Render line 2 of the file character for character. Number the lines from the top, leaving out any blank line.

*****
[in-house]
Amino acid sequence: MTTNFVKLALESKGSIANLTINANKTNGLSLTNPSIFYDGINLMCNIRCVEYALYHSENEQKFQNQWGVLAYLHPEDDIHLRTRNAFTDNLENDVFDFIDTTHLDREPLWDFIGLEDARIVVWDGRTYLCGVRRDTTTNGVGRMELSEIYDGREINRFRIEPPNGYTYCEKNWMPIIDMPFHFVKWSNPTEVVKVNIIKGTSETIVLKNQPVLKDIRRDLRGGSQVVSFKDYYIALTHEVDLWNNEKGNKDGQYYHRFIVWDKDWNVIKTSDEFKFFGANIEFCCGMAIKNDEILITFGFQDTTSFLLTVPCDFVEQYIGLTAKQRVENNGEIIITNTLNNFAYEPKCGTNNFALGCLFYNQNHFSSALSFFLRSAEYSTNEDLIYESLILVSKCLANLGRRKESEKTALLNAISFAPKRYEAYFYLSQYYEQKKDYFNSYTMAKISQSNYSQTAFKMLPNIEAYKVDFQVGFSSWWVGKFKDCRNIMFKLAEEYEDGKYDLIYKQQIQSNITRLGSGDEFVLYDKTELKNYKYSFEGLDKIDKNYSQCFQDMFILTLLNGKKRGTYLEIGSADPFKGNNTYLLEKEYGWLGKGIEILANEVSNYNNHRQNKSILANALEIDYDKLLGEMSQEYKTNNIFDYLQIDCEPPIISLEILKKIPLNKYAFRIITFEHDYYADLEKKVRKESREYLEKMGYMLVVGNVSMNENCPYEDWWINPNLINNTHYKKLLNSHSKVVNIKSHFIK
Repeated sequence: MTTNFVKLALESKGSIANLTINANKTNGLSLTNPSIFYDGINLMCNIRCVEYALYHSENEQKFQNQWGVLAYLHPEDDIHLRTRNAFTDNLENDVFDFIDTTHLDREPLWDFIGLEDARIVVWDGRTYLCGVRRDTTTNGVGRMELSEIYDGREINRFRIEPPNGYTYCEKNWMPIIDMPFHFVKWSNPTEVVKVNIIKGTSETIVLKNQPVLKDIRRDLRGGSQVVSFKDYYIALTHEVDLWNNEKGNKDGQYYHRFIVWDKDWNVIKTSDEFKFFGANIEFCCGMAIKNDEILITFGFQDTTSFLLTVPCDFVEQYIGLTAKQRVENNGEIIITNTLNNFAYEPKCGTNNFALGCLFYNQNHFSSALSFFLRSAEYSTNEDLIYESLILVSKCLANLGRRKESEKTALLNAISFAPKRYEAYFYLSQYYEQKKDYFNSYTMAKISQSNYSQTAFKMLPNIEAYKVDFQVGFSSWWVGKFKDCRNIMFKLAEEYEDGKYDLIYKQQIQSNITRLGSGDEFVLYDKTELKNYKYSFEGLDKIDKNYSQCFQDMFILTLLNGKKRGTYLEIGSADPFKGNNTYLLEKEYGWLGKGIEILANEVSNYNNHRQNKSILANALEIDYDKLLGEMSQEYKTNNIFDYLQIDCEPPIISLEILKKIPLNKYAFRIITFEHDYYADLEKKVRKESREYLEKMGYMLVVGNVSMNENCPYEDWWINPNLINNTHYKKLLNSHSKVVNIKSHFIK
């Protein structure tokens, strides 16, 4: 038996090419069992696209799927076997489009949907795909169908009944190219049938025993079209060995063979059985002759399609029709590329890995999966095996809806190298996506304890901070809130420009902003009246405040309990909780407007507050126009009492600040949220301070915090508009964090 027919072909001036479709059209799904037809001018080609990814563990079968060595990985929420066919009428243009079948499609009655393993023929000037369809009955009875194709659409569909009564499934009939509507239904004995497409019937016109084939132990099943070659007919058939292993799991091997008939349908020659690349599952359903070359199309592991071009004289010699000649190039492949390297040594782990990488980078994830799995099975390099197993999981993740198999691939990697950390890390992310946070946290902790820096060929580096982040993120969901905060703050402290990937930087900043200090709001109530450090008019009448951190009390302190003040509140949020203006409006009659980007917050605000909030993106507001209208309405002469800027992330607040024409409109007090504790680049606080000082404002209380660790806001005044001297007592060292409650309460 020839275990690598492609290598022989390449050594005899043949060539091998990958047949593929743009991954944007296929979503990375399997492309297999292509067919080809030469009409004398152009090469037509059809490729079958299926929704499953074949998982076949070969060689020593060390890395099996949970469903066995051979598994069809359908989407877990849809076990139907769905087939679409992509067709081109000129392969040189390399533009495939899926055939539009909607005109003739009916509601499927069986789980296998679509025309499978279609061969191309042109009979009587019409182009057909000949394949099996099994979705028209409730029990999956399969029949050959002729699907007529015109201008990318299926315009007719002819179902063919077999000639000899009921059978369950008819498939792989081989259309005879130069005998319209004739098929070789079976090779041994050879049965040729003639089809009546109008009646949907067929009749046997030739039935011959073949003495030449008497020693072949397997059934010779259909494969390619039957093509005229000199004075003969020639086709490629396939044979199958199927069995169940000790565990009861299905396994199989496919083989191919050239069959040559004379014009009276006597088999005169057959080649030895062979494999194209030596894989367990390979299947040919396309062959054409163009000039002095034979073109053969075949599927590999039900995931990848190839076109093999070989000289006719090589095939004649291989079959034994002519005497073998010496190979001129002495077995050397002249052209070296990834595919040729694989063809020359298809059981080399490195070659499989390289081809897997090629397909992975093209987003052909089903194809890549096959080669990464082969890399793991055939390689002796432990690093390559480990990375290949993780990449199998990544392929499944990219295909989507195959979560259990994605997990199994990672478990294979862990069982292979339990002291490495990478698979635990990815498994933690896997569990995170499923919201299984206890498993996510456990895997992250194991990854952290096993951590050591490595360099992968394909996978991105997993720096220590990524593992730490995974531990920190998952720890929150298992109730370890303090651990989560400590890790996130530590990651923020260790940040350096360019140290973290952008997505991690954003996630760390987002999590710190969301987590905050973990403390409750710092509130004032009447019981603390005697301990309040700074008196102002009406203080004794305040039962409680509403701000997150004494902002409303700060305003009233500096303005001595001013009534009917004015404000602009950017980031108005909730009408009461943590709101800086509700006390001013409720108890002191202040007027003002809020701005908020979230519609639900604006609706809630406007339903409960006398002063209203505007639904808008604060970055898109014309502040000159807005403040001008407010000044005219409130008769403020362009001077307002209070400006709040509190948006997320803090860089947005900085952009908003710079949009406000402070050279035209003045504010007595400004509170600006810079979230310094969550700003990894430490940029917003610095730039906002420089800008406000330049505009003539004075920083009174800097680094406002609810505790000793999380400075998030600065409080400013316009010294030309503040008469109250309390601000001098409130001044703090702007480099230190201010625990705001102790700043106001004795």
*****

Amino acid sequence: MTTNFVKLALESKGSIANLTINANKTNGLSLTNPSIFYDGINLMCNIRCVEYALYHSENEQKFQNQWGVLAYLHPEDDIHLRTRNAFTDNLENDVFDFIDTTHLDREPLWDFIGLEDARIVVWDGRTYLCGVRRDTTTNGVGRMELSEIYDGREINRFRIEPPNGYTYCEKNWMPIIDMPFHFVKWSNPTEVVKVNIIKGTSETIVLKNQPVLKDIRRDLRGGSQVVSFKDYYIALTHEVDLWNNEKGNKDGQYYHRFIVWDKDWNVIKTSDEFKFFGANIEFCCGMAIKNDEILITFGFQDTTSFLLTVPCDFVEQYIGLTAKQRVENNGEIIITNTLNNFAYEPKCGTNNFALGCLFYNQNHFSSALSFFLRSAEYSTNEDLIYESLILVSKCLANLGRRKESEKTALLNAISFAPKRYEAYFYLSQYYEQKKDYFNSYTMAKISQSNYSQTAFKMLPNIEAYKVDFQVGFSSWWVGKFKDCRNIMFKLAEEYEDGKYDLIYKQQIQSNITRLGSGDEFVLYDKTELKNYKYSFEGLDKIDKNYSQCFQDMFILTLLNGKKRGTYLEIGSADPFKGNNTYLLEKEYGWLGKGIEILANEVSNYNNHRQNKSILANALEIDYDKLLGEMSQEYKTNNIFDYLQIDCEPPIISLEILKKIPLNKYAFRIITFEHDYYADLEKKVRKESREYLEKMGYMLVVGNVSMNENCPYEDWWINPNLINNTHYKKLLNSHSKVVNIKSHFIK